Reader asks: I was walking to work in the morning and the road was so slippery that I fell. Is an accident on the way to work an occupational accident?
Answered by Rein Reisberg, Working Environment Consultant of the Labour Inspectorate:
An occupational accident is considered damage to the health of an employee or death of an employee which occurred in the performance of a duty assigned by an employer or in other work performed with the employer’s permission, during a break included in the working time, or during other activity in the interests of the employer. Until 2003, this list also included damage to the health sustained on the way to work, but according to the currently valid legislation, an accident that occurred on the way to work is not considered an occupational accident.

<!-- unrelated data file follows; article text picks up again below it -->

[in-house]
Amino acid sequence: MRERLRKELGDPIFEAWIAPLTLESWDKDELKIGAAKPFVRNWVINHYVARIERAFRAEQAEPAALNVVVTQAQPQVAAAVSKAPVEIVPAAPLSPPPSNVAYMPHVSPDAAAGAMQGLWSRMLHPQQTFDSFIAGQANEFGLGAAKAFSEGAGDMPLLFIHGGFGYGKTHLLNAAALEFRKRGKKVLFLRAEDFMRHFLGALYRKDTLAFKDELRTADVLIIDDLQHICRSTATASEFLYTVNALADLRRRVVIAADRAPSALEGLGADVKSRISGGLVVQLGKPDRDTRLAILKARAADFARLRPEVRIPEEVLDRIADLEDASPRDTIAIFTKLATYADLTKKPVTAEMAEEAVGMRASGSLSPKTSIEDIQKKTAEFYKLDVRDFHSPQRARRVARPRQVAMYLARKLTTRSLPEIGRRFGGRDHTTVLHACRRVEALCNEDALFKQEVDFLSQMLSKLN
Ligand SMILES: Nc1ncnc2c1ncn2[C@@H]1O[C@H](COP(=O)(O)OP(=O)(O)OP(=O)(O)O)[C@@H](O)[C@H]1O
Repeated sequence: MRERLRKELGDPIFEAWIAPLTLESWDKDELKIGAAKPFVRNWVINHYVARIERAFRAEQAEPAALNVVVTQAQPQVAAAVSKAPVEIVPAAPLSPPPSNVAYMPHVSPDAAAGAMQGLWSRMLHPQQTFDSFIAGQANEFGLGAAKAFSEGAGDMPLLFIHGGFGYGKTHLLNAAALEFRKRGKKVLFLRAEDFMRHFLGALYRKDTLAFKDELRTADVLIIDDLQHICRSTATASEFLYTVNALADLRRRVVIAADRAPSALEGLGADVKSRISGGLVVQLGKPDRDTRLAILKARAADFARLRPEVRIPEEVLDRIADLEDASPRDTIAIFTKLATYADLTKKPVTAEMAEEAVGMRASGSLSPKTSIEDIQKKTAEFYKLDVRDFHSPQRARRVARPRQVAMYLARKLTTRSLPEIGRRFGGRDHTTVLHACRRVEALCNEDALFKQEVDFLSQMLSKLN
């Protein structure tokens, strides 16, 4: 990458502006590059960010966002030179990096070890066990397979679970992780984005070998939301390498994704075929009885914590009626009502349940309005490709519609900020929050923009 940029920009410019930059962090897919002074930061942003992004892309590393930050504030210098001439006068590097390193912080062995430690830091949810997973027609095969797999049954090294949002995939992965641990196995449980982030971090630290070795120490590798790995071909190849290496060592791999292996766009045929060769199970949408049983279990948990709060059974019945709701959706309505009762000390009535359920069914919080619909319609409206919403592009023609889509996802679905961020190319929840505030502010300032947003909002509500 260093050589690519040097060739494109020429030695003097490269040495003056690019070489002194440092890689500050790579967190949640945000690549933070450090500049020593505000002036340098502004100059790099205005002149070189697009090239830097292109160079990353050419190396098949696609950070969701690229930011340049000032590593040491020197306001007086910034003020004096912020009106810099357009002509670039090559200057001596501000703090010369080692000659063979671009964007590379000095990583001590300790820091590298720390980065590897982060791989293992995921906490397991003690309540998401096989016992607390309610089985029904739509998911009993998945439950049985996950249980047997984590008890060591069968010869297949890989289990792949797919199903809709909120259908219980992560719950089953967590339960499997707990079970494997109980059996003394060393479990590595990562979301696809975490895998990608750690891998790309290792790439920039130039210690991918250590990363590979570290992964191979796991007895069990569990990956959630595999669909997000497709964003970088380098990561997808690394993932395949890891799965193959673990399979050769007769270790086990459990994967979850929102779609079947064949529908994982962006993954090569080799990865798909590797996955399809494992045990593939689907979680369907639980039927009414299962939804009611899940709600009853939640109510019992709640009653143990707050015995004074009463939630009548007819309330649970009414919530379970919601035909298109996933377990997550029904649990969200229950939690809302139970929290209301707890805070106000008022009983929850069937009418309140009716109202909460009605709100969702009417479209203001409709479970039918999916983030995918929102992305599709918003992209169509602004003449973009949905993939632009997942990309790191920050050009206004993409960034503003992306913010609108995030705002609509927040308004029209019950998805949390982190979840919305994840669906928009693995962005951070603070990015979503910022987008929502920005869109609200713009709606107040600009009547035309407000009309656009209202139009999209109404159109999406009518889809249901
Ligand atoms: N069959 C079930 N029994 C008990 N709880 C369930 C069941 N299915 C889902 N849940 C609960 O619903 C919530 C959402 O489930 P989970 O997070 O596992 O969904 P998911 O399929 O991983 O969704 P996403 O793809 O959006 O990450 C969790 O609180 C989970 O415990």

A situation where an employee slips on the street and breaks their arm while walking from home to work or home from work, for example, is not considered an occupational accident. Health damage sustained while traveling from home to work by public transport or by car is also not considered an occupational accident.
At the same time, there are jobs that require you to move from one place to another, for example, mail-carrier, driver, street cleaner. In this case, the employee is performing their duties and an accident on the road is considered an occupational accident. Thus, situations are evaluated on a case-by-case basis.
The following is also an example of an occupational accident. The employer and the employee have agreed that the work car will be parked at the employee's home, from where at the beginning of the working day they can drive directly from home (without going to the employer's office) to the customer. However, before reaching the customer, a traffic accident occurs as a result of which the employee suffers health damage.